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From primordial nothingness to this very moment, A Short History of Nearly Everything reports what happened and how humans figured it out. To accomplish this daunting literary task, Bill Bryson uses hundreds of sources, from popular science books to interviews with luminaries in various fields. His aim is to help people like him, who rejected stale school textbooks and dry explanations, to appreciate how we have used science to understand the smallest particles and the unimaginably vast expanses of space. With his distinctive prose style and wit, Bryson succeeds admirably. Though A Short History clocks in at a daunting 500-plus pages and covers the same material as every science book before it, it reads something like a particularly detailed novel (albeit without a plot). Each longish chapter is devoted to a topic like the age of our planet or how cells work, and these chapters are grouped into larger sections such as "The Size of the Earth" and "Life Itself." Bryson chats with experts like Richard Fortey (author of Life and Trilobite) and these interviews are charming. But it's when Bryson dives into some of science's best and most embarrassing fights--Cope vs. Marsh, Conway Morris vs. Gould--that he finds literary gold. --Therese Littleton --This text refers to an out of print or unavailable edition of this title.
As the title suggests, bestselling author Bryson (In a Sunburned Country) sets out to put his irrepressible stamp on all things under the sun. As he states at the outset, this is a book about life, the universe and everything, from the Big Bang to the ascendancy of Homo sapiens. "This is a book about how it happened," the author writes. "In particular how we went from there being nothing at all to there being something, and then how a little of that something turned into us, and also what happened in between and since." What follows is a brick of a volume summarizing moments both great and curious in the history of science, covering already well-trod territory in the fields of cosmology, astronomy, paleontology, geology, chemistry, physics and so on. Bryson relies on some of the best material in the history of science to have come out in recent years. This is great for Bryson fans, who can encounter this material in its barest essence with the bonus of having it served up in Bryson's distinctive voice. But readers in the field will already have studied this information more in-depth in the originals and may find themselves questioning the point of a breakneck tour of the sciences that contributes nothing novel. Nevertheless, to read Bryson is to travel with a memoirist gifted with wry observation and keen insight that shed new light on things we mistake for commonplace. To accompany the author as he travels with the likes of Charles Darwin on the Beagle, Albert Einstein or Isaac Newton is a trip worth taking for most readers.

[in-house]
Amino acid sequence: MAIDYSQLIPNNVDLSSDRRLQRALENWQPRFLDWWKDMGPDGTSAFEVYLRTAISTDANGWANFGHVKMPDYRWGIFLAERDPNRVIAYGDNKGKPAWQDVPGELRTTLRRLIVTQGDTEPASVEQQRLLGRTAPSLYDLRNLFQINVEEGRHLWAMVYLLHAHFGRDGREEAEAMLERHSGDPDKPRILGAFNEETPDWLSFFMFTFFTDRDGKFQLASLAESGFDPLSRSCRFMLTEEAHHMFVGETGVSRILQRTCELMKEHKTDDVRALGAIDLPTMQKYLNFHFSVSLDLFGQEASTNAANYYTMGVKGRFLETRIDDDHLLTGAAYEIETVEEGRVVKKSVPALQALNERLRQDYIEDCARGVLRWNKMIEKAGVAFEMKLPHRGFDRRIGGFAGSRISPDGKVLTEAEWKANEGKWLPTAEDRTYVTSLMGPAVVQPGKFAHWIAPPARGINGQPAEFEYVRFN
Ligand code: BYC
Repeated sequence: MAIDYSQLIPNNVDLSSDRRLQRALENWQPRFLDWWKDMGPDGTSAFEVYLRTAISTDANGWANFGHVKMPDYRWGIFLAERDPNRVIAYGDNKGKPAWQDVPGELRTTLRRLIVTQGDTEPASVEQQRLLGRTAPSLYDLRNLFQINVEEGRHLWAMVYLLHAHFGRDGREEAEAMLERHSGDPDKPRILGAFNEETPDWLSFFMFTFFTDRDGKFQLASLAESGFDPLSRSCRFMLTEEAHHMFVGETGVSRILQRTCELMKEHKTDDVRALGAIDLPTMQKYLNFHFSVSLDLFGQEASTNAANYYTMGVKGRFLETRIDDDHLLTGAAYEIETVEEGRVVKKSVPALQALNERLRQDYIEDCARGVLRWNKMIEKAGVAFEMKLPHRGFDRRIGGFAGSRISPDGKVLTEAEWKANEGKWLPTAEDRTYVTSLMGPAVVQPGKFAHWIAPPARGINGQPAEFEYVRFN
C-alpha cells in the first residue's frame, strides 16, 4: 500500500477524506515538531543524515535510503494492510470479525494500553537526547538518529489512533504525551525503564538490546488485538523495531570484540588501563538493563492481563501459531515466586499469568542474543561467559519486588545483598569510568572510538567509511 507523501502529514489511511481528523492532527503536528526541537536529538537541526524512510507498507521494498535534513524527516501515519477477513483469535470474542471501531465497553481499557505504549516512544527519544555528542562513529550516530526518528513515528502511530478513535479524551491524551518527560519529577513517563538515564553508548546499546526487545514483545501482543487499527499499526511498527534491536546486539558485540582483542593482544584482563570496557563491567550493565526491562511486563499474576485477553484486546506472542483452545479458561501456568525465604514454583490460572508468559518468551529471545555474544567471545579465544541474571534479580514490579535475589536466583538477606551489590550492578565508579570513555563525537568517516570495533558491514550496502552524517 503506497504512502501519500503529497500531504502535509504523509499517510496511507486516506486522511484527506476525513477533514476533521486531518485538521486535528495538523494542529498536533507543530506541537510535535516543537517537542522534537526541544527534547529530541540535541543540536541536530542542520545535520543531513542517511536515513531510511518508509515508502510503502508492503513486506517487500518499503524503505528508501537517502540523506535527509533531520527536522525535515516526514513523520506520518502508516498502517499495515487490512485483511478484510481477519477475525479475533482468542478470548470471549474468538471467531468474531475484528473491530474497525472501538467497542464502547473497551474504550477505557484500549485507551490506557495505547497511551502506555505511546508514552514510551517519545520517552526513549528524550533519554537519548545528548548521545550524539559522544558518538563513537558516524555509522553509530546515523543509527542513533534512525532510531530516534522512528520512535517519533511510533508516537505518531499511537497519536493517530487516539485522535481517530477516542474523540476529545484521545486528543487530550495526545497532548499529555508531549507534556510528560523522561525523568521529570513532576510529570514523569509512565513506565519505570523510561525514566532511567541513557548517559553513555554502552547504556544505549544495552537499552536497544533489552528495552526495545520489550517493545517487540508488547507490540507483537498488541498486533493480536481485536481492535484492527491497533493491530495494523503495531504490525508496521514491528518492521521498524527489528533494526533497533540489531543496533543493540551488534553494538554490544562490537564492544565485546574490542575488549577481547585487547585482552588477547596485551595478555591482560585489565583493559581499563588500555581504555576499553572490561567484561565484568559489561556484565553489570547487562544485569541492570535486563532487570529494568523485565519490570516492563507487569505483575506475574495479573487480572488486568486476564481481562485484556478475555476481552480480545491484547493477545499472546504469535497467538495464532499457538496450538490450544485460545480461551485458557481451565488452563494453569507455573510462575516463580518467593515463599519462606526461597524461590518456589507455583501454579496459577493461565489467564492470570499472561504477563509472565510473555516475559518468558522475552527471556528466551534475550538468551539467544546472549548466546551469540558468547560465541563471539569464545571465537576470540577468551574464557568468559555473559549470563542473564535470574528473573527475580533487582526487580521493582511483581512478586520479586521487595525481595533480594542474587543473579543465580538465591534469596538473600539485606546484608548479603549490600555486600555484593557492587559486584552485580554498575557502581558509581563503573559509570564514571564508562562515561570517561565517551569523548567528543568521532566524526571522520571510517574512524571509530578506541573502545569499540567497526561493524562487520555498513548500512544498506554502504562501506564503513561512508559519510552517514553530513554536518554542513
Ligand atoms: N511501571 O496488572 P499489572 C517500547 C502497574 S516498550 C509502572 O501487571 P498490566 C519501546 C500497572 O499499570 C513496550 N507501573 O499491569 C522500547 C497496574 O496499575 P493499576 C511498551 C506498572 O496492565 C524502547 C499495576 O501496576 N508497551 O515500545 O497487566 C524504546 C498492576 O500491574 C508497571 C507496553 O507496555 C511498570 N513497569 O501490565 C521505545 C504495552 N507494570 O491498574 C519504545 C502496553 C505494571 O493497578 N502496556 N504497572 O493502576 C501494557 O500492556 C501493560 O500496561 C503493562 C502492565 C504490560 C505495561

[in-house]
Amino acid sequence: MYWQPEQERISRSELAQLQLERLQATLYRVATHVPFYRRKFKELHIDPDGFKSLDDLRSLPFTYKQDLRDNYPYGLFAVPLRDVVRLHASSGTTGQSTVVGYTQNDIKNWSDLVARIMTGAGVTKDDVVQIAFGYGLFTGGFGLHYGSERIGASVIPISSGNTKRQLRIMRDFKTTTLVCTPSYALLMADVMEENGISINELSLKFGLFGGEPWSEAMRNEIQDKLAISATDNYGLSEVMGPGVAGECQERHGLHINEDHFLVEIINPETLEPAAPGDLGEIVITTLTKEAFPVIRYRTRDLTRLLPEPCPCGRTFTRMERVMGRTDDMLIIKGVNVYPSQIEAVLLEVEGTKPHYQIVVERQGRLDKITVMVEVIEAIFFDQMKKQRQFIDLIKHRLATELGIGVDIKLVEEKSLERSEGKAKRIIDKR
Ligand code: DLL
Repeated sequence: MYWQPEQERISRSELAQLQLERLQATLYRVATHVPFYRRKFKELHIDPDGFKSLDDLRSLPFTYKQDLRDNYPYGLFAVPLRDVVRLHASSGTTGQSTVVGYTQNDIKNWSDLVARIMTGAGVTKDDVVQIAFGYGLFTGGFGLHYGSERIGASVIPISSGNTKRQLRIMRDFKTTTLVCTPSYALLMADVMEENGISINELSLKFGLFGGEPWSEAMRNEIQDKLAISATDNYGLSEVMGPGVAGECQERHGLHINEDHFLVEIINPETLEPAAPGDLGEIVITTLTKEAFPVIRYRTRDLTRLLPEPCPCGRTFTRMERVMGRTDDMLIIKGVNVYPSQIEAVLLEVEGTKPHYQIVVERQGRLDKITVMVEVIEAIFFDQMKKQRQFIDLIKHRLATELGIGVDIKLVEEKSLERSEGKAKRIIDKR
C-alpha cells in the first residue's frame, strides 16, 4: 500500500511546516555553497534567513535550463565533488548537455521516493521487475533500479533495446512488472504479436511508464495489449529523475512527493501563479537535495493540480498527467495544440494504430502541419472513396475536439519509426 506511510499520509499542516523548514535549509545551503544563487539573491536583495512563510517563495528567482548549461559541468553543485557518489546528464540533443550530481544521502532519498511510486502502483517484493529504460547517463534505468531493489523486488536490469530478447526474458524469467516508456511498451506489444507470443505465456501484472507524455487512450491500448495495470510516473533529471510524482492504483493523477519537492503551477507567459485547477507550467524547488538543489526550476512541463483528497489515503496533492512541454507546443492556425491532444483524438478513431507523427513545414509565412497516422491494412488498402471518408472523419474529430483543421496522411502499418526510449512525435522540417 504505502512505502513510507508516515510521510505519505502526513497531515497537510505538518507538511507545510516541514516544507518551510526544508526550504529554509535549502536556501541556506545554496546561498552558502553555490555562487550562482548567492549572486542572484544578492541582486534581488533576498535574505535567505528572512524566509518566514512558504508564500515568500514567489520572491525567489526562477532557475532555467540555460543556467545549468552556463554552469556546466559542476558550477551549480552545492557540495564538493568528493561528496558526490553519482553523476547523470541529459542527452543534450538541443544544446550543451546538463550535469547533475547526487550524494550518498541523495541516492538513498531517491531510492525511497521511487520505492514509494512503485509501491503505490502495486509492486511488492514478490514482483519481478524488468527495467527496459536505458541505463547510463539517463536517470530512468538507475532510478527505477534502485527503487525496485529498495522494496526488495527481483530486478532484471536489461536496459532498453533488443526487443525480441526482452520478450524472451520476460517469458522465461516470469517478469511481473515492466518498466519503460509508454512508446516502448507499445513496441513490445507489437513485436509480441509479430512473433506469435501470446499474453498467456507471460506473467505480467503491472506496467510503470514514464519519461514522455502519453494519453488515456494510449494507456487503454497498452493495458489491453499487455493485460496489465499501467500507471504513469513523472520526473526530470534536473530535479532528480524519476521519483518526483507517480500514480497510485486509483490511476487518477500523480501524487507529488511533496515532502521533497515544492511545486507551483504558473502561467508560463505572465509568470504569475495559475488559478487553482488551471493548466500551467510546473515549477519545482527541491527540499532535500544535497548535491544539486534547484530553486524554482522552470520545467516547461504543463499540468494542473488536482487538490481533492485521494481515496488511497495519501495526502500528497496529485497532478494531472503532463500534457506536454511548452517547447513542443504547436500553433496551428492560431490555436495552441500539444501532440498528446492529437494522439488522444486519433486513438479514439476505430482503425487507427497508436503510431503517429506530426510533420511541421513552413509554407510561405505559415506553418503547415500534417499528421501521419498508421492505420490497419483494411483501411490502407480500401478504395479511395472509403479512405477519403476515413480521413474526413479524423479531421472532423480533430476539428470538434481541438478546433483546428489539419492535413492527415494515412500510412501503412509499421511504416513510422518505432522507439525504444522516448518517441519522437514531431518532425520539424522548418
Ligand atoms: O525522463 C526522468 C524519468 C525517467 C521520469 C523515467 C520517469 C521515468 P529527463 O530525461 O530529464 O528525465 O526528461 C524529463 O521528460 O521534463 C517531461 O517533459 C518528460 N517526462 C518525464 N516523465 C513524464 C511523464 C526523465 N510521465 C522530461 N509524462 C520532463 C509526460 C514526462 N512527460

Copyright 2003 Reed Business Information, Inc. --This text refers to an out of print or unavailable edition of this title.
This is my favorite book of all time. I have given it to more than a dozen people and probably read it five or six times cover to cover. Read morePublished 1 day ago by Gerald Sherrell
What pleasant way to read about everything from Cosmology to Quantum mechanics (I hope).
I'm not finished yet.
The most amazing interesting book I have read for a long time. Thoroughly recommend it should be read more than once.Published 2 days ago by Amazon Customer
This effort of Bill Bryson is most helpful in getting an overview of what has happened in our history. We needed this. It's very readable entertaining and educational. Read morePublished 8 days ago by Bryan Crumpton
I can't stop thinking about this book or quoting it at social gatherings.Published 9 days ago by R. Caldwell
I'm really loving this book. It was required for a class I'm taking and I wasn't sure I'd be interested in it but now I'm ahead of the reading of the class reading schedule because... Read morePublished 9 days ago by Sahara
Difficult subjects explained in a readable way. Well worth reading. One of the few books I will re-read. I believe that most reader s will enjoy this book.Published 11 days ago by Donald J. Courtright